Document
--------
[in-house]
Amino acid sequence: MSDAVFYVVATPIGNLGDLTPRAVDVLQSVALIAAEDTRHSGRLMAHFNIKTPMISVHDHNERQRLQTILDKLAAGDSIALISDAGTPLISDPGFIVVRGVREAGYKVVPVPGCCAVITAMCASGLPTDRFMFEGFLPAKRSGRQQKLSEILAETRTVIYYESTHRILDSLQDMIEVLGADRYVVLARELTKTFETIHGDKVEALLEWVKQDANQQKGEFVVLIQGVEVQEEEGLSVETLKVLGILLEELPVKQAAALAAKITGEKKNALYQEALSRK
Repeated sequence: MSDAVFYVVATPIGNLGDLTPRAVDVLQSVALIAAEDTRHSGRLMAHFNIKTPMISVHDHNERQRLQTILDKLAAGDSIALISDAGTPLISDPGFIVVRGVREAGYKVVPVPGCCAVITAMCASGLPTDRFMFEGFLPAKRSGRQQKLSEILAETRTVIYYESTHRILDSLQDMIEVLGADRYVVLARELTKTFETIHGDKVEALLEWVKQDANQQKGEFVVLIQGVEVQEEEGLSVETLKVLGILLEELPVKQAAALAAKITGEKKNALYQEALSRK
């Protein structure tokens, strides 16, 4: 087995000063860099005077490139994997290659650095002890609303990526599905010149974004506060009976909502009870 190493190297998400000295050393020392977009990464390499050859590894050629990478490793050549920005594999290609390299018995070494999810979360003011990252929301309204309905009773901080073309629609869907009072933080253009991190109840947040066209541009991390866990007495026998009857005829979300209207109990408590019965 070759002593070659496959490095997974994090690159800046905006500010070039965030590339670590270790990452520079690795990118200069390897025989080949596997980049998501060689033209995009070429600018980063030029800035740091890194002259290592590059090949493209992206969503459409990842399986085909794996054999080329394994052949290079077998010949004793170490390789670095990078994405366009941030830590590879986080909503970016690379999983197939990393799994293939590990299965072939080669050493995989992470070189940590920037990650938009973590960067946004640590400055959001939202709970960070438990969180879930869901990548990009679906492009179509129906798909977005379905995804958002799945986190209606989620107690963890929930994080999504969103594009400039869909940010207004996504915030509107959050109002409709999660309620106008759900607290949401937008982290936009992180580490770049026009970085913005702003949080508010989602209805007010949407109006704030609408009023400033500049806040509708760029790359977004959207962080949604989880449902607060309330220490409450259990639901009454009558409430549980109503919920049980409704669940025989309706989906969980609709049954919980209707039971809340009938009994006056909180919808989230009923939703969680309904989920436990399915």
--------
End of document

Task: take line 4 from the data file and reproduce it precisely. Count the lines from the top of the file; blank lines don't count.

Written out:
């Protein structure tokens, strides 16, 4: 087995000063860099005077490139994997290659650095002890609303990526599905010149974004506060009976909502009870 190493190297998400000295050393020392977009990464390499050859590894050629990478490793050549920005594999290609390299018995070494999810979360003011990252929301309204309905009773901080073309629609869907009072933080253009991190109840947040066209541009991390866990007495026998009857005829979300209207109990408590019965 070759002593070659496959490095997974994090690159800046905006500010070039965030590339670590270790990452520079690795990118200069390897025989080949596997980049998501060689033209995009070429600018980063030029800035740091890194002259290592590059090949493209992206969503459409990842399986085909794996054999080329394994052949290079077998010949004793170490390789670095990078994405366009941030830590590879986080909503970016690379999983197939990393799994293939590990299965072939080669050493995989992470070189940590920037990650938009973590960067946004640590400055959001939202709970960070438990969180879930869901990548990009679906492009179509129906798909977005379905995804958002799945986190209606989620107690963890929930994080999504969103594009400039869909940010207004996504915030509107959050109002409709999660309620106008759900607290949401937008982290936009992180580490770049026009970085913005702003949080508010989602209805007010949407109006704030609408009023400033500049806040509708760029790359977004959207962080949604989880449902607060309330220490409450259990639901009454009558409430549980109503919920049980409704669940025989309706989906969980609709049954919980209707039971809340009938009994006056909180919808989230009923939703969680309904989920436990399915």